After my brief visit to the pharmacy in Cockermouth and a look round the hardware shop and heritage museum I returned to the campsite to decide on the next part of my day. The first antihistamine tablet, which I’d taken as soon as I came out of the pharmacy, was already working its magic as the swelling in my arm had gone down considerably, and the previously purchased painkillers had seen off most of the pain in my foot. Not wanting to aggravate it any more than I needed to I decided to drive out to Caldbeck and Hesket Newmarket; both places seemed to be fairly small so I shouldn’t have too much walking to do.
The villages had previously been suggested to me by my blogging friend Jayne and though I didn’t remember it at the time Caldbeck was actually featured in my ‘111 Places’ book. The village’s history can be traced back to before medieval times and since the Lake District was designated a National Park in 1951 Caldbeck, being very close to its northern boundary, is classed as being the last (or first) village within the Park. Looking at the photo in the book and reading the details it sounded like it was quite a picturesque little place so with sunshine, blue sky and fluffy white clouds I was looking forward to seeing it.
From the camp site there were two different ways to get to Caldbeck so I decided to go clockwise, one way there and the other way back. My route from the site took me onto the A595 then several miles north to the B5299 heading roughly east. The narrow road seemed to go on and on and I thought at one point my usually good sense of direction had failed me and I’d somehow taken a wrong turn somewhere but eventually I arrived at Caldbeck and a sign directed me to the village car park where I was able to leave the van in the shade of some trees.
My walk started from the far end of the car park where a path led up a slope between the rear gardens of two houses and curious to know what was up there I went, coming out by an extensive village green with a large duck pond. Unfortunately I couldn’t walk all the way round the pond as the green was bisected by a couple of deep drainage gulleys with water running down them. They were only narrow but still too wide to jump across with two dogs so I had to walk quite a distance along the nearby track before I could cross the green, where I came out onto the road opposite the attractive Cornerstone Methodist Church.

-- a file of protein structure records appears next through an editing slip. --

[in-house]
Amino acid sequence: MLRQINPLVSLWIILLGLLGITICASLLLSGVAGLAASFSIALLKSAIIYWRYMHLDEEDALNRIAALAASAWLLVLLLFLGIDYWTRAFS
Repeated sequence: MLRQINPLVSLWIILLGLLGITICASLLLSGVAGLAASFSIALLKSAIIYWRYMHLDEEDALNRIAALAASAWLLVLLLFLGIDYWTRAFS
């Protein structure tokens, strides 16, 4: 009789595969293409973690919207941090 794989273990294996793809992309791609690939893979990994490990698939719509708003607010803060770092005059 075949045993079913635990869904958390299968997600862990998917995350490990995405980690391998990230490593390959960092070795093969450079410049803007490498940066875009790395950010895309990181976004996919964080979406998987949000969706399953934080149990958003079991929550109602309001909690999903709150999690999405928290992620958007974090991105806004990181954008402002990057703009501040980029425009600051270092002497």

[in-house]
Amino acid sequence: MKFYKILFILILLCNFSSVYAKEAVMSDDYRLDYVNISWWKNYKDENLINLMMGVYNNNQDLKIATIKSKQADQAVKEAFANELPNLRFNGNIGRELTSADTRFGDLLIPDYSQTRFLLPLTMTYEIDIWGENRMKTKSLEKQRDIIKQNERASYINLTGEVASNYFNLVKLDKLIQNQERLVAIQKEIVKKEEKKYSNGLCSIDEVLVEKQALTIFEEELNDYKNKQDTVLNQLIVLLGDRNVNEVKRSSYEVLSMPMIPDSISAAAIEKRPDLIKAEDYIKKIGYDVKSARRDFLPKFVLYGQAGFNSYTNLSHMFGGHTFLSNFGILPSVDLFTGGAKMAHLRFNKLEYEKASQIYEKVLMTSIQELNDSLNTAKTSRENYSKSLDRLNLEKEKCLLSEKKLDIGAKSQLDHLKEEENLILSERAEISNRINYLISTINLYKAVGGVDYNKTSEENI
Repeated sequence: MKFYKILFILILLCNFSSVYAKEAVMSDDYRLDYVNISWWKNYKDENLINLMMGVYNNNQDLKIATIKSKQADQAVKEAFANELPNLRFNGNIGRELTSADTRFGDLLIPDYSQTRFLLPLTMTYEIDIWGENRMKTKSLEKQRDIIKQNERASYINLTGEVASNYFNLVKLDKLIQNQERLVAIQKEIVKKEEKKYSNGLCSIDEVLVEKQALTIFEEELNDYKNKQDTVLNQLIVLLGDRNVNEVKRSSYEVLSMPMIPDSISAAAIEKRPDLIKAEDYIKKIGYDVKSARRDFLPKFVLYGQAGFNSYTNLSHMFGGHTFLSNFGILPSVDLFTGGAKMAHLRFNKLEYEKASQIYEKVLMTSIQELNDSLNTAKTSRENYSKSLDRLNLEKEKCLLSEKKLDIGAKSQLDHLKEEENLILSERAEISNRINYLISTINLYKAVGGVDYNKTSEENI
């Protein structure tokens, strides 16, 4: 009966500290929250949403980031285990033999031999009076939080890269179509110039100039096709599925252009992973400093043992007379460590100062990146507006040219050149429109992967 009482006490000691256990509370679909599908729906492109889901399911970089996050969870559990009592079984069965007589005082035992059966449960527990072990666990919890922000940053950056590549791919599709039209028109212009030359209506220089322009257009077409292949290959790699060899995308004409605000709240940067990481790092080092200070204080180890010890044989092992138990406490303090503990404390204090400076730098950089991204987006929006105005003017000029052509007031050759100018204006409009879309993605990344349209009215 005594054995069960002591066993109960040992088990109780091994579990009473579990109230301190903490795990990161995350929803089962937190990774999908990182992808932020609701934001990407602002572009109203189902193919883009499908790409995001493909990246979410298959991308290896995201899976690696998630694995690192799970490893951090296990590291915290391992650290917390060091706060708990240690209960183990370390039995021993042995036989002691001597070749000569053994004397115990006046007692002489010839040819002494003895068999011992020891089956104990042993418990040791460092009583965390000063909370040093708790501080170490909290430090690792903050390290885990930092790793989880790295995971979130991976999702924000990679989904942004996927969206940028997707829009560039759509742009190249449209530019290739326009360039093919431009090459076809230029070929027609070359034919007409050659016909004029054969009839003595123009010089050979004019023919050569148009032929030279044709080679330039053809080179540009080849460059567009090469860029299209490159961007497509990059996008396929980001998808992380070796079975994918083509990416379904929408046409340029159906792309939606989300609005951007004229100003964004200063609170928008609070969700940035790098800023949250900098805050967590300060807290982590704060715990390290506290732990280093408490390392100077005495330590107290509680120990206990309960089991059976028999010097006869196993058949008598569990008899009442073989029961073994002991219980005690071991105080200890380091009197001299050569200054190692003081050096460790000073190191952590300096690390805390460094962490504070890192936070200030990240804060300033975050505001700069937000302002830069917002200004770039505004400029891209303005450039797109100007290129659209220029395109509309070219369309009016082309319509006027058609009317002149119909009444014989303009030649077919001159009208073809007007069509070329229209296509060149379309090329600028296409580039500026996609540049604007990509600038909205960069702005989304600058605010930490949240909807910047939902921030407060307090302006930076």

Down the road and across from the car park entrance was Friar Row, a pleasant lane with a handful of detached houses on one side and stone cottages on the other. Eventually the lane turned into a track across a field and my way was barred by a field gate; it seemed to be private land from there so I retraced my steps to the bridge over the beck.
Across the bridge I skirted the rear wall of the church grounds and came out at Priest’s Mill, a restored early 18th century water mill originally built by the village rector at the time. Initially used for grinding corn, from 1933 it was used as a sawmill and joiner’s workshop until floods destroyed the mill dam in 1965. The mill was eventually restored, with the work being completed in 1985, and it now houses a couple of craft and gift shops, a cafe and a tea garden, and there’s a picnic area beside the river. The only machinery left is the 14ft diameter water wheel which has been restored to working order, and though I didn’t go inside anywhere the wheel pit area apparently displays a local collection of old rural implements.
A short walk up the track past Priest’s Mill brought me to a row of attractive cottages set sideways on to the road and a few yards along was the gate to St. Kentigern’s Church, also known as St. Mungo’s. Built on the site of a previous church dating from the 6th century the earliest parts of the current church date from the 12th and 13th centuries, with alterations made in 1512 and again in 1727 when the height of the tower was increased. In 1880 the building was restored by Carlisle architect C J Ferguson and a further restoration was carried out in 1932 by J F Martindale.